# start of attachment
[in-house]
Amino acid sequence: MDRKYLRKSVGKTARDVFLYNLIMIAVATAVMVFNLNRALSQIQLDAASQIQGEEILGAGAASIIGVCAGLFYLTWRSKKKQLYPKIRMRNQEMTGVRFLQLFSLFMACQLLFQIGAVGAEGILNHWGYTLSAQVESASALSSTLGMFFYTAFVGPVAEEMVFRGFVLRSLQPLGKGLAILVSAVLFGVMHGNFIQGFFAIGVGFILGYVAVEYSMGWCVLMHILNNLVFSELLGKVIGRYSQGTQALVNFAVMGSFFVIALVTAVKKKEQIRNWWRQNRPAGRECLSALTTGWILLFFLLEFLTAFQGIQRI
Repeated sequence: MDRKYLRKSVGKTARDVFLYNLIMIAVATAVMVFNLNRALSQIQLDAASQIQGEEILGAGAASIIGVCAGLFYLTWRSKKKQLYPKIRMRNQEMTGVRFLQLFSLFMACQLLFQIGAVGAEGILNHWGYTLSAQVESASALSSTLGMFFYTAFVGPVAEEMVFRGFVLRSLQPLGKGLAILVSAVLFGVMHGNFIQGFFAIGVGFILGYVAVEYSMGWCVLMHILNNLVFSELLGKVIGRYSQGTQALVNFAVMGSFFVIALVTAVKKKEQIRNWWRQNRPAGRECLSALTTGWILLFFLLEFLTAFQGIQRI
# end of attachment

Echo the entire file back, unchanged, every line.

[in-house]
Amino acid sequence: MDRKYLRKSVGKTARDVFLYNLIMIAVATAVMVFNLNRALSQIQLDAASQIQGEEILGAGAASIIGVCAGLFYLTWRSKKKQLYPKIRMRNQEMTGVRFLQLFSLFMACQLLFQIGAVGAEGILNHWGYTLSAQVESASALSSTLGMFFYTAFVGPVAEEMVFRGFVLRSLQPLGKGLAILVSAVLFGVMHGNFIQGFFAIGVGFILGYVAVEYSMGWCVLMHILNNLVFSELLGKVIGRYSQGTQALVNFAVMGSFFVIALVTAVKKKEQIRNWWRQNRPAGRECLSALTTGWILLFFLLEFLTAFQGIQRI
Repeated sequence: MDRKYLRKSVGKTARDVFLYNLIMIAVATAVMVFNLNRALSQIQLDAASQIQGEEILGAGAASIIGVCAGLFYLTWRSKKKQLYPKIRMRNQEMTGVRFLQLFSLFMACQLLFQIGAVGAEGILNHWGYTLSAQVESASALSSTLGMFFYTAFVGPVAEEMVFRGFVLRSLQPLGKGLAILVSAVLFGVMHGNFIQGFFAIGVGFILGYVAVEYSMGWCVLMHILNNLVFSELLGKVIGRYSQGTQALVNFAVMGSFFVIALVTAVKKKEQIRNWWRQNRPAGRECLSALTTGWILLFFLLEFLTAFQGIQRI